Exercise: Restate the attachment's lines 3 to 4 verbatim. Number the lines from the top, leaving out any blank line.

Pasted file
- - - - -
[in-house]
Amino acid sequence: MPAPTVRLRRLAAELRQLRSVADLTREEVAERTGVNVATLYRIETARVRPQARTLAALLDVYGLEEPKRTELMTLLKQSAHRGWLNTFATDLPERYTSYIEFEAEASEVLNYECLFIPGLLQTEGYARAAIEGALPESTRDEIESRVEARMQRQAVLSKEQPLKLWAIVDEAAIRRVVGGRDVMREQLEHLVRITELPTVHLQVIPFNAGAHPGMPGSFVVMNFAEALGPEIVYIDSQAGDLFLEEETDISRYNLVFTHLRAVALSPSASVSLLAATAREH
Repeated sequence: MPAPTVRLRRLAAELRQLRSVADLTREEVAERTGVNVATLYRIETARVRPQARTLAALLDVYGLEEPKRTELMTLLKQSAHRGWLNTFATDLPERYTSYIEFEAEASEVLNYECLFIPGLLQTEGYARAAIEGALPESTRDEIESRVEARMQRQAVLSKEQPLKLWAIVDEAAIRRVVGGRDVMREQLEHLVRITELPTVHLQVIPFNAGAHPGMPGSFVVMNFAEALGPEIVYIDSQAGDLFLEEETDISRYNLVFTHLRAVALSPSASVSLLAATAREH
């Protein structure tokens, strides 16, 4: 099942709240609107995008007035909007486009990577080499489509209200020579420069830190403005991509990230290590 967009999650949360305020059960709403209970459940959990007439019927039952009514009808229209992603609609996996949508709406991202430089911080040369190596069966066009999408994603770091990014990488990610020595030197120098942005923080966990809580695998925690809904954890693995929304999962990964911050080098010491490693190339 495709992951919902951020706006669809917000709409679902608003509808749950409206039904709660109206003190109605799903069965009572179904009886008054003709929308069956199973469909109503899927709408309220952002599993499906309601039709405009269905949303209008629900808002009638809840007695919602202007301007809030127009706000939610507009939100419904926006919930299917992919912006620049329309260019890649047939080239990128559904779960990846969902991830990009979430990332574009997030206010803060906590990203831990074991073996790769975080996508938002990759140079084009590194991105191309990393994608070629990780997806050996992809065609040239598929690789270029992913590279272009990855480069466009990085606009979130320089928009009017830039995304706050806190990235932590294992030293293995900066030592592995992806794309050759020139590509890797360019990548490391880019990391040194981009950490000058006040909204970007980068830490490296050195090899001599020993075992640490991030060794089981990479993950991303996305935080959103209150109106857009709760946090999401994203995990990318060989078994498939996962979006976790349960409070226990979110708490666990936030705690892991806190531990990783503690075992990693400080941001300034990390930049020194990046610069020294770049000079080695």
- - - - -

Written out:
Repeated sequence: MPAPTVRLRRLAAELRQLRSVADLTREEVAERTGVNVATLYRIETARVRPQARTLAALLDVYGLEEPKRTELMTLLKQSAHRGWLNTFATDLPERYTSYIEFEAEASEVLNYECLFIPGLLQTEGYARAAIEGALPESTRDEIESRVEARMQRQAVLSKEQPLKLWAIVDEAAIRRVVGGRDVMREQLEHLVRITELPTVHLQVIPFNAGAHPGMPGSFVVMNFAEALGPEIVYIDSQAGDLFLEEETDISRYNLVFTHLRAVALSPSASVSLLAATAREH
């Protein structure tokens, strides 16, 4: 099942709240609107995008007035909007486009990577080499489509209200020579420069830190403005991509990230290590 967009999650949360305020059960709403209970459940959990007439019927039952009514009808229209992603609609996996949508709406991202430089911080040369190596069966066009999408994603770091990014990488990610020595030197120098942005923080966990809580695998925690809904954890693995929304999962990964911050080098010491490693190339 495709992951919902951020706006669809917000709409679902608003509808749950409206039904709660109206003190109605799903069965009572179904009886008054003709929308069956199973469909109503899927709408309220952002599993499906309601039709405009269905949303209008629900808002009638809840007695919602202007301007809030127009706000939610507009939100419904926006919930299917992919912006620049329309260019890649047939080239990128559904779960990846969902991830990009979430990332574009997030206010803060906590990203831990074991073996790769975080996508938002990759140079084009590194991105191309990393994608070629990780997806050996992809065609040239598929690789270029992913590279272009990855480069466009990085606009979130320089928009009017830039995304706050806190990235932590294992030293293995900066030592592995992806794309050759020139590509890797360019990548490391880019990391040194981009950490000058006040909204970007980068830490490296050195090899001599020993075992640490991030060794089981990479993950991303996305935080959103209150109106857009709760946090999401994203995990990318060989078994498939996962979006976790349960409070226990979110708490666990936030705690892991806190531990990783503690075992990693400080941001300034990390930049020194990046610069020294770049000079080695």